Tracing Diagrams in Procreate on the iPad

Not everyone is born with artistic prowess. I have been tracing diagrams all my life, and going paperless won’t stop me. You can do this using a free app called MediBang Paint, but it’s more complicated than Procreate. Here’s a walkthrough of how I trace diagrams for my digital notes in Procreate:

Tracing a diagram

I usually get my diagram from a text book (PDF) or online, then I add it to Procreate. It must cover my canvas as much as possible, because big images are easier to trace. For my drawing ink, I prefer solid inks. They make it easier when colouring the diagrams a bit later. I avoid using pencils or other types of ink that might leave tiny gaps (no matter how tiny).

Once my diagram is ready and I like the size, I add a new layer above it and start drawing on it. Make sure all your shapes in the diagram are completely closed, without any gaps. When colouring, the gaps leak colour onto the whole canvas, so it is important to make sure there are no gaps.

After tracing, I remove the imported image and check for gaps so I can patch them up. Zooming in picks up any tiny gaps in my drawing. To colour sections, I drag and drop the colours into them.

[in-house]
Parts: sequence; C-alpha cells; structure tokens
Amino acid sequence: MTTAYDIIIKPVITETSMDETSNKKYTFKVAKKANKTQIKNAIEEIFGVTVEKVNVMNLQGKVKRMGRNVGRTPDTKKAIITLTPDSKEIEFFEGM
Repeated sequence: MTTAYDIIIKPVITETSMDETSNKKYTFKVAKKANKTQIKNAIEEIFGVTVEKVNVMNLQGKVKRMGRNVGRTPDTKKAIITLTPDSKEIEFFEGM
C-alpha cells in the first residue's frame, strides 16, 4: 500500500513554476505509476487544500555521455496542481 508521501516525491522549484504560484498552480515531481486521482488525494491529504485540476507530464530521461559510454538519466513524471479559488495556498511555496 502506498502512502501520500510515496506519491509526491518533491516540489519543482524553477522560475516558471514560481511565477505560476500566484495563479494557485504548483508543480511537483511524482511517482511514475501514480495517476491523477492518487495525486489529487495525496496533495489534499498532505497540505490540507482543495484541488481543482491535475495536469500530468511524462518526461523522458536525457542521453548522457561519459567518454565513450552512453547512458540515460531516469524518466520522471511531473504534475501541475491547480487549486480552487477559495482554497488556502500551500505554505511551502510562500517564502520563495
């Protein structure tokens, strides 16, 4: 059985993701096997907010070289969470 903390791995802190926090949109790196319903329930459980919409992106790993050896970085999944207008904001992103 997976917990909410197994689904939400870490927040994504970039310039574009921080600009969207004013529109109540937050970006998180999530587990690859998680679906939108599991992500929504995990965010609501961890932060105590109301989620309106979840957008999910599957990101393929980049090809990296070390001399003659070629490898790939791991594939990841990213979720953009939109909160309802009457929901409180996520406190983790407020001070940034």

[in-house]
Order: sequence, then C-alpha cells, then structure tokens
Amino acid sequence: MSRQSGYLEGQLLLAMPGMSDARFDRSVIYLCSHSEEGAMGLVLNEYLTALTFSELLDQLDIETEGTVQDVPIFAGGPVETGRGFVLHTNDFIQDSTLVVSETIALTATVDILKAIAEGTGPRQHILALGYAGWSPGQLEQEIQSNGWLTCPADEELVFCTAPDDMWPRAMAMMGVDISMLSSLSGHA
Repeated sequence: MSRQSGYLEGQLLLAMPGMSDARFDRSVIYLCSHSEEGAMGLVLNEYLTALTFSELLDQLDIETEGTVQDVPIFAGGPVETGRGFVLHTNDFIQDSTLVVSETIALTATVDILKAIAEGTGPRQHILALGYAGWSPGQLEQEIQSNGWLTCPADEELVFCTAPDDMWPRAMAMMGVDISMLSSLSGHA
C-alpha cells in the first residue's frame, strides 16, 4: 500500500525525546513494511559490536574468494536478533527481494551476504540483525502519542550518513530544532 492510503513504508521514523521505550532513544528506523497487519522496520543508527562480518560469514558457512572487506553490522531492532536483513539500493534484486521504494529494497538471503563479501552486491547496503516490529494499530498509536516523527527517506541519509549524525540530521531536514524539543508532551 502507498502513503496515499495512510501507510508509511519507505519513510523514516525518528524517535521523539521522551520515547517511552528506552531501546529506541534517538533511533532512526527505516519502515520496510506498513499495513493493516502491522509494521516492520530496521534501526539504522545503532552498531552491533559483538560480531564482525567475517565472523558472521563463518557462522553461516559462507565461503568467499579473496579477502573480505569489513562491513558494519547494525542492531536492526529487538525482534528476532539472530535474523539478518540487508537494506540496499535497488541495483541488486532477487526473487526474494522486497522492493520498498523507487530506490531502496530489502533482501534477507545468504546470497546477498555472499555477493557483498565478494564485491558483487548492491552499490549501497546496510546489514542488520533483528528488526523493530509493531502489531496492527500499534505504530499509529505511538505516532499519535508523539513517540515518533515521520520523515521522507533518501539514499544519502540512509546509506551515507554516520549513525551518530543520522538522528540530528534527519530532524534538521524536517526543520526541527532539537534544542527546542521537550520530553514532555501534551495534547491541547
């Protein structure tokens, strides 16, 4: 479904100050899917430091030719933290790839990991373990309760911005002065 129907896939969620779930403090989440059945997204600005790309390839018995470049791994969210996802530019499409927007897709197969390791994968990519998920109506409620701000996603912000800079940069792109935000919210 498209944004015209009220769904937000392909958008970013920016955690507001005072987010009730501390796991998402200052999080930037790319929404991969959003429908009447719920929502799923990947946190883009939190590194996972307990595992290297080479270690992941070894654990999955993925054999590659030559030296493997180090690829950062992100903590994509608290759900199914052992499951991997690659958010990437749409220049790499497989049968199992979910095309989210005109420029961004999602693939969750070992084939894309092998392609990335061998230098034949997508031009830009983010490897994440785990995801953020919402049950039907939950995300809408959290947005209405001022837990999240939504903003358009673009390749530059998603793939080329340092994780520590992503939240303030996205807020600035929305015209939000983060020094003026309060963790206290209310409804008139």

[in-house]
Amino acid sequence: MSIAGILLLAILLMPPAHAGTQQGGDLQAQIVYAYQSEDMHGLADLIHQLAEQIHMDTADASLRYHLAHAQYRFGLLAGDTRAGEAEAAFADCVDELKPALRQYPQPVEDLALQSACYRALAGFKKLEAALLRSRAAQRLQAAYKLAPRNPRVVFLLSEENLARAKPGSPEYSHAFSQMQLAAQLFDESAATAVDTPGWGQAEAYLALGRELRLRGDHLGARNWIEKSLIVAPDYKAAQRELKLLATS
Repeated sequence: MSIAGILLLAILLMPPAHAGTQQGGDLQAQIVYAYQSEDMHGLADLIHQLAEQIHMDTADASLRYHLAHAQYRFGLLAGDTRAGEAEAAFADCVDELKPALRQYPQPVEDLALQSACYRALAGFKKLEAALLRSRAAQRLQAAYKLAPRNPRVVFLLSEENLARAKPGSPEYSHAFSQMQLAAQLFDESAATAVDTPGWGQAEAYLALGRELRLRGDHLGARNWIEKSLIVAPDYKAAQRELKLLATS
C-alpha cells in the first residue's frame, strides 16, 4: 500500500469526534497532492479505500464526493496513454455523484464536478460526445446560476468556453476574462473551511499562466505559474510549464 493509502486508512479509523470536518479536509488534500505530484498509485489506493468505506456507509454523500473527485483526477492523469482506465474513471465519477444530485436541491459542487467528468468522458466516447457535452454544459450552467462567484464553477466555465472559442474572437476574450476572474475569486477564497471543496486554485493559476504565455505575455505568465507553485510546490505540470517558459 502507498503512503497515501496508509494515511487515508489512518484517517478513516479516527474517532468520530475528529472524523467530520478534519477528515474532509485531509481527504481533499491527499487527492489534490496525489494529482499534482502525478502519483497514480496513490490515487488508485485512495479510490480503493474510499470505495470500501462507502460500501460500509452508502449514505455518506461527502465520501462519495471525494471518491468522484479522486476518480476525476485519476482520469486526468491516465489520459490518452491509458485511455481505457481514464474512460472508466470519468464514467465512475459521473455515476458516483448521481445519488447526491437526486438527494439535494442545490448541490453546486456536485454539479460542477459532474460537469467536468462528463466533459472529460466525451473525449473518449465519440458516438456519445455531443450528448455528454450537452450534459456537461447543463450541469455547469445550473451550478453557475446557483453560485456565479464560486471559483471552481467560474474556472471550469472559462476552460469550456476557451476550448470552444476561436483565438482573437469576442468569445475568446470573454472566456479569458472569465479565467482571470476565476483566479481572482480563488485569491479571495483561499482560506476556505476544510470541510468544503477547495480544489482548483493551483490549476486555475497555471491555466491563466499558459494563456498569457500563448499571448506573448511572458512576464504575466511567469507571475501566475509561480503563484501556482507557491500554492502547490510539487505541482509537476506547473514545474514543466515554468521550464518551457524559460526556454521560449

Some useful tips

You can use the original diagram to pick up the exact colours you want. I occasionally bring back the original image to get colours using the colour picker. For super tiny sections, zoom in to drop your colours to avoid dropping your colours on the edges, which changes them.

Exporting the diagrams

I always export my diagrams in PNG format to remove the background. PNG images are the best for digital notes because they float and blend into the page, which makes them aesthetically pleasing. I love how they look, like they have been drawn onto the page.

Why do I trace my diagram?

I trace my diagrams instead of just copying and pasting them from Google or my textbooks for a few good reasons. All of which have nothing to do with how bad I am at drawing. The first reason is that I hardly ever find perfect images. There’s always something missing or different from what I’m looking for. Tracing adds personal modifications that match my study notes, so I have the perfect diagrams for them. It also helps me to learn faster because I am a visual learner. So, I remember better when I have drawn my diagrams.

Lastly, it is relaxing—not as relaxing as a colouring book (obviously), but relaxing enough. So, I tend to trace my diagrams during study breaks. It’s fun and productive at the same time. That is basically how I trace diagrams in Procreate on the iPad; hopefully it can help you do the same. Unless you’re a great artist who enjoys drawing, of course.

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